Take Home Tests
This is a private post 🤫
These are my opinions but ones that I know are shared by the rest of the tech community as a whole.
Ever see roles advertised with wild swings in pay “£50k-£80k for the right candidate”?
Often employers advertise jobs that don’t exist, hoping to find people who might be useful later on or in a different context.
But it doesn’t have to be, there are so many companies that swear by a technical test. The reasoning “how else are we able to determine a candidates skill level?”
This post is mainly in response to some people seeing an increasing amount unreasonable requests for the take home project.
You give each candidate a test that is specified not to take longer than 3 hours, you have a shortlist of 6 candidates (that’s 18 hours of throw away work)
The expectation (for the employer) is that the candidate has nothing better to do with their time and that this is the one and only focus in their life.
The reality is that the candidate is interviewing with 6 other places. Imagine if each prospective employer asked the candidate to do a take home test.
So, this take home test will go to the bottom of the pile whilst they tackle the other assignments.
How long do you think it will take the candidate to get round to your specific test that is going to find you the perfect candidate?
Like I said; hiring is hard but there needs to be some effort put in by the employer.
“We advertised for a role at 08:00 on Monday and by 14:00 had 600 CVs to work through!”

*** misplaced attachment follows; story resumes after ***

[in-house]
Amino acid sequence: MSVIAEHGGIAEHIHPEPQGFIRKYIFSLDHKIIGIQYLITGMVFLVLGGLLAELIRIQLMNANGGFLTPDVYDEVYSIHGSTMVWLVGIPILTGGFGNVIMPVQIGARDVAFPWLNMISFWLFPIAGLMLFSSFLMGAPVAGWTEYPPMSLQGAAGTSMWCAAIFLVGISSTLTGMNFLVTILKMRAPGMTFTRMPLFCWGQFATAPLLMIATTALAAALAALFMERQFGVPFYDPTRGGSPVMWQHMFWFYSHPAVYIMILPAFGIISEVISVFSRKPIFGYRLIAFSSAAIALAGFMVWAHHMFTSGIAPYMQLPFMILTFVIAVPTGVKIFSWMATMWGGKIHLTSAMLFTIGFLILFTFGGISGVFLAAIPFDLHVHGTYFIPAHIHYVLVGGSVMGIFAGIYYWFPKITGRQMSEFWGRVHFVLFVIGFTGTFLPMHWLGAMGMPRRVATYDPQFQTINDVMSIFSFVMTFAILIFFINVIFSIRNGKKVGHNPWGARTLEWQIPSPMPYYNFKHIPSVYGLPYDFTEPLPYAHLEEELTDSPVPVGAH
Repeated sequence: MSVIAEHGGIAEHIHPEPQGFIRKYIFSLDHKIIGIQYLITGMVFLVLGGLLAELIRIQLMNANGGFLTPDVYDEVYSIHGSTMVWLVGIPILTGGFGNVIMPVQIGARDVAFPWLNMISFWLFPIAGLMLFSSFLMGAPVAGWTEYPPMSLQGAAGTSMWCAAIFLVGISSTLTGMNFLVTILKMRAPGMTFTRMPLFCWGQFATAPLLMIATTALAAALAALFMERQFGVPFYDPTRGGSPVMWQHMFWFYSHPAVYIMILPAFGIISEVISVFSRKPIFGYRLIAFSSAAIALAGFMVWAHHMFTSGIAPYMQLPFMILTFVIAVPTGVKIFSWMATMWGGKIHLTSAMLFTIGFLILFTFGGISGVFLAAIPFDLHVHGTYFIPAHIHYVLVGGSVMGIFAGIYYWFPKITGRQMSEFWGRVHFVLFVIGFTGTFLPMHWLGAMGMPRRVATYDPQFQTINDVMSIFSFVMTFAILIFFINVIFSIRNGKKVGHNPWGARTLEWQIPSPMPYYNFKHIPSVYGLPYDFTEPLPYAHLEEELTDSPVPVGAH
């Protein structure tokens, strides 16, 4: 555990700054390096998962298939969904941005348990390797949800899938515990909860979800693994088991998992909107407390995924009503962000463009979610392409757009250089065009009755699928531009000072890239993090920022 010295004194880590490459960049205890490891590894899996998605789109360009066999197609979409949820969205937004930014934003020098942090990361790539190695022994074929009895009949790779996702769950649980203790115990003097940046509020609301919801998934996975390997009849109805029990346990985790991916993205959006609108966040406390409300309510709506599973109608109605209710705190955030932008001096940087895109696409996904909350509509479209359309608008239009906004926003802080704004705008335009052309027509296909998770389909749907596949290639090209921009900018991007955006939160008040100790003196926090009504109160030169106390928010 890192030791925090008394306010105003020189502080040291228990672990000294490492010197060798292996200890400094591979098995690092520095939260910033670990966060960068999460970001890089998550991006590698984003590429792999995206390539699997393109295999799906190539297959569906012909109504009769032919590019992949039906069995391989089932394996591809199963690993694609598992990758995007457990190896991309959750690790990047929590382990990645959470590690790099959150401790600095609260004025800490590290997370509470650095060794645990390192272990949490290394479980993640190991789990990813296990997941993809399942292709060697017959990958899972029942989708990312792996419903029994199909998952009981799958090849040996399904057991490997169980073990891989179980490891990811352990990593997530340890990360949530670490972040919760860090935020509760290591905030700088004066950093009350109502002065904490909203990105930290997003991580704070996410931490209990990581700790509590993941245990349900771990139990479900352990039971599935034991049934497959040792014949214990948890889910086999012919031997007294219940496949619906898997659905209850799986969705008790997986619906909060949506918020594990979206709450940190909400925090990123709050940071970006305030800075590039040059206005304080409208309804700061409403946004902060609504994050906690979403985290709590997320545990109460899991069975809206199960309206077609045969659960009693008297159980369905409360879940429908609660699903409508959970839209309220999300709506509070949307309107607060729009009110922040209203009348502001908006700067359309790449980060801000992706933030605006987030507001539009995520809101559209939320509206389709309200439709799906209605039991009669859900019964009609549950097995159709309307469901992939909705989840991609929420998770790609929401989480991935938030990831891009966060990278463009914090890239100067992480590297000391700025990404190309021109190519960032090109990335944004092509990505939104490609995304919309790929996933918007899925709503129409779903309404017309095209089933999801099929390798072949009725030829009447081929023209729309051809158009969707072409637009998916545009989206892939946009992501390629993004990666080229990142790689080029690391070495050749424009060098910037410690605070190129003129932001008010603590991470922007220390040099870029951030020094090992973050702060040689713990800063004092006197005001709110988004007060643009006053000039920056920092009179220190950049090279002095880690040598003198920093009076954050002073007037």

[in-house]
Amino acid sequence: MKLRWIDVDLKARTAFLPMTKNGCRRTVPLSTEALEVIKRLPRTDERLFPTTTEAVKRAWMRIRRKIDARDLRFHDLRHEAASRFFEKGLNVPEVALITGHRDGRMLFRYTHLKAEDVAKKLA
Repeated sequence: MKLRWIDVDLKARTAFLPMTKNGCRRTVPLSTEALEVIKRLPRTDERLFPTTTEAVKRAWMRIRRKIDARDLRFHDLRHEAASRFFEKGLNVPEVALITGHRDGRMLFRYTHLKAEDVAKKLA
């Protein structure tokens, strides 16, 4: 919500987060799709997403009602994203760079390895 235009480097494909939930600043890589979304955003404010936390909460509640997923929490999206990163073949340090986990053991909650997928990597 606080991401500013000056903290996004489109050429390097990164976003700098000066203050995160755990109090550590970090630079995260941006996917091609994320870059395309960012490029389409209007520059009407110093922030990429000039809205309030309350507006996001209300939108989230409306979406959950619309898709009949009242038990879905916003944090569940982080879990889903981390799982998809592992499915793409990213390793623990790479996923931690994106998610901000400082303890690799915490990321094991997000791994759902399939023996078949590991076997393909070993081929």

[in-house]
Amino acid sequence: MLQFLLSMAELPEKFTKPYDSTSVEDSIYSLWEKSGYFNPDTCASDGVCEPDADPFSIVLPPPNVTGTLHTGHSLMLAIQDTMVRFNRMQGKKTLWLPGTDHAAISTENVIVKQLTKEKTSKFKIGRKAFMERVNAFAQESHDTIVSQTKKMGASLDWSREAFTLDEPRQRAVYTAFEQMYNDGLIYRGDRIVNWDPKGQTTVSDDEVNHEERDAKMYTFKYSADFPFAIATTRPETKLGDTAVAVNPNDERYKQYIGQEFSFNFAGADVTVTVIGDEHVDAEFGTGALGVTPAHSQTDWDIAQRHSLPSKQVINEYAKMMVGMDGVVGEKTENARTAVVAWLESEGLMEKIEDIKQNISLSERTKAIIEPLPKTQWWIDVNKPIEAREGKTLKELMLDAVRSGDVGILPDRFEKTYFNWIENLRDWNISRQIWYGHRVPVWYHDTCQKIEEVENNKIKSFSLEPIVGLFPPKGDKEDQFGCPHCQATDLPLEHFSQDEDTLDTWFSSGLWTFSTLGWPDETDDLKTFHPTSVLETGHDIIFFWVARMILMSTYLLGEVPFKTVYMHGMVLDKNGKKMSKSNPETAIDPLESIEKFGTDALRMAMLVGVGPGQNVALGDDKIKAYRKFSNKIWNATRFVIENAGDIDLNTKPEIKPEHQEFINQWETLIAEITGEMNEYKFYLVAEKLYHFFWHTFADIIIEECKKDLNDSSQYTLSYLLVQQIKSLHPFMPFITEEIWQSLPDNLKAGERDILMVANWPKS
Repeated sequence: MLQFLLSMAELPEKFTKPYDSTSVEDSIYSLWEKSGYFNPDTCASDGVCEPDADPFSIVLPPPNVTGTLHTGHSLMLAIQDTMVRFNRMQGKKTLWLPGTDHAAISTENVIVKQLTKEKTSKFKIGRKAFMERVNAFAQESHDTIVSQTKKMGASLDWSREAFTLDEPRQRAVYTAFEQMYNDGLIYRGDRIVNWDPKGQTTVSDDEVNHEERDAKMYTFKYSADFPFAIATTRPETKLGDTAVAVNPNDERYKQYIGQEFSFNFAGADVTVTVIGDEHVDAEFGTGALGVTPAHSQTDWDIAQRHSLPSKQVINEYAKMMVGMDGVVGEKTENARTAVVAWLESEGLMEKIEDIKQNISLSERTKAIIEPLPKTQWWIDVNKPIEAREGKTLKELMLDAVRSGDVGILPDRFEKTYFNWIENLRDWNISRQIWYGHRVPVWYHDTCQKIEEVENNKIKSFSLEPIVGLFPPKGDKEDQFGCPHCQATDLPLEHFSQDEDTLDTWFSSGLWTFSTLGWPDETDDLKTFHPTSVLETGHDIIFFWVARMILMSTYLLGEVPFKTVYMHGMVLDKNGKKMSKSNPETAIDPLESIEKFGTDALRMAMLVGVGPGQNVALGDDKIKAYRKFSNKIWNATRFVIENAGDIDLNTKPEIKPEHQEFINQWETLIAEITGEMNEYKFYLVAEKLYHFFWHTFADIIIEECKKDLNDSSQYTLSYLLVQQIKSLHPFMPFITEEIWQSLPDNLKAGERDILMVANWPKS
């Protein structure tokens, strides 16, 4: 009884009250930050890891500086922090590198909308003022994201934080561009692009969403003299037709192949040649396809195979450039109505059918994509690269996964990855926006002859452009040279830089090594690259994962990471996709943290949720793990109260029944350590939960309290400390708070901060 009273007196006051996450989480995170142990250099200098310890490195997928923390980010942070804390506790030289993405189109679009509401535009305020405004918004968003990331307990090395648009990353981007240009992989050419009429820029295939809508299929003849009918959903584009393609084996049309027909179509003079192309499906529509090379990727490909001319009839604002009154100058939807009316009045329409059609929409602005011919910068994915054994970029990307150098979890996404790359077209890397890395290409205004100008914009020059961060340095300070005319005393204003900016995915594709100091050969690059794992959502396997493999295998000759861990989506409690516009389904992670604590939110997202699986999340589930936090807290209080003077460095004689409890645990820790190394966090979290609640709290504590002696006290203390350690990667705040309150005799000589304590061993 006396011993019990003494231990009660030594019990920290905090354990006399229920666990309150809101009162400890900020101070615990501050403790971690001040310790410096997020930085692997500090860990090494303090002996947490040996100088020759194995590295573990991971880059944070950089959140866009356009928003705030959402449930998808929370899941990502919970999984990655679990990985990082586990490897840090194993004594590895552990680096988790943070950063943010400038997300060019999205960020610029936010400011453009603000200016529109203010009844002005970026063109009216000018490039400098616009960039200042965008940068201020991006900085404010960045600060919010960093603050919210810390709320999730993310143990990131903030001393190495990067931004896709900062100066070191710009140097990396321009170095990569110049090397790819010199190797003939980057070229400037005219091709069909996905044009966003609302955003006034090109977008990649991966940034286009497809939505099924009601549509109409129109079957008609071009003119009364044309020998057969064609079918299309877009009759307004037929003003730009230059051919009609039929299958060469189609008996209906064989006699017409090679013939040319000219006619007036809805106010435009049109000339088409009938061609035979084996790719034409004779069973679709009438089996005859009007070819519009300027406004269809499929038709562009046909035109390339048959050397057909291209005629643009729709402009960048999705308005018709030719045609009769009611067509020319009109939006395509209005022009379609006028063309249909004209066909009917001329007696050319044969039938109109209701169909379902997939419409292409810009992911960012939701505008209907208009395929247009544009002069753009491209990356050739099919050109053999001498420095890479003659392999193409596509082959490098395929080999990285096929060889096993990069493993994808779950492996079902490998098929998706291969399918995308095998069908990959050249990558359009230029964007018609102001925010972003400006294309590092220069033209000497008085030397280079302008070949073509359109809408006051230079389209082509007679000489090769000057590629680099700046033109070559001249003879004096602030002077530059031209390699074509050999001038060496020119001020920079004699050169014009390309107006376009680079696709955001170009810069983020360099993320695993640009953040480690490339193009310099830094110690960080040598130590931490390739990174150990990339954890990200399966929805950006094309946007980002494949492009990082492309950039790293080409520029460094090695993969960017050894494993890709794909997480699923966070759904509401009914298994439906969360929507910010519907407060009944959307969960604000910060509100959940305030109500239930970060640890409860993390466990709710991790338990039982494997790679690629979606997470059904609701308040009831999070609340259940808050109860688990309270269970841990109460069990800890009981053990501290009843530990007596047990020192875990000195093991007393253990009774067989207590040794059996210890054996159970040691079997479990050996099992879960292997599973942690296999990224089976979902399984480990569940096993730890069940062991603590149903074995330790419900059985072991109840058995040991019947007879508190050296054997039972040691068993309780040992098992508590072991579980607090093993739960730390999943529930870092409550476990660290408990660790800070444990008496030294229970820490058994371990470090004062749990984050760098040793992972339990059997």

Slight exaggeration I’m sure but I see this a lot from employers
- Make a shortlist.
- Validate the candidates credentails. They should have a presence on at least one of GitHub, GitLab and Bitbucket.
- Do they have a blog or write on any other platform dev.to, Hashnode or Medium.
- Reach out to them
Opinions on take home tests, I have them, so do other people!
I know hiring is hard from both sides. If you ask a candidate to do a minimum 5-8 hour technical take home assignment then there shouldn’t be a need for a probationary period. Sound fair (for the employer)? Of course not
If you hire someone just by talking to them and reviewing the code they already have made available (Git, example projects) and it doesn’t work out then that’s what a probationary period is for. Sound fair?
It’s all about risk aversion, but a lot of the burden for this is on the candidate.
I wouldn’t mind doing live coding in an interview, there’s obviously pressure in that too and some people can’t do it. With take home tests (more often than not) the company think that you’re only interviewing with them and you’ve got nothing better to do with your spare time.
I live coded for my current role and it went really badly, but the team lead was able to see my thought process and how I worked through things. A take home test doesn’t demonstrate that and looking at the code afterwards the reviewer isn’t going to know that.
This again puts all the pressure on the candidate, leaving it open ended like that means that “it’s up to you how much you want this role” How much time will the reviewer spend looking at it? Will you get feedback? 😂
I’ve witnessed candidates get rejected for using tabs instead of spaces before. It’s bonkers, instead of looking for reasons not to hire, make the right candidate choices FIRST before investing any time.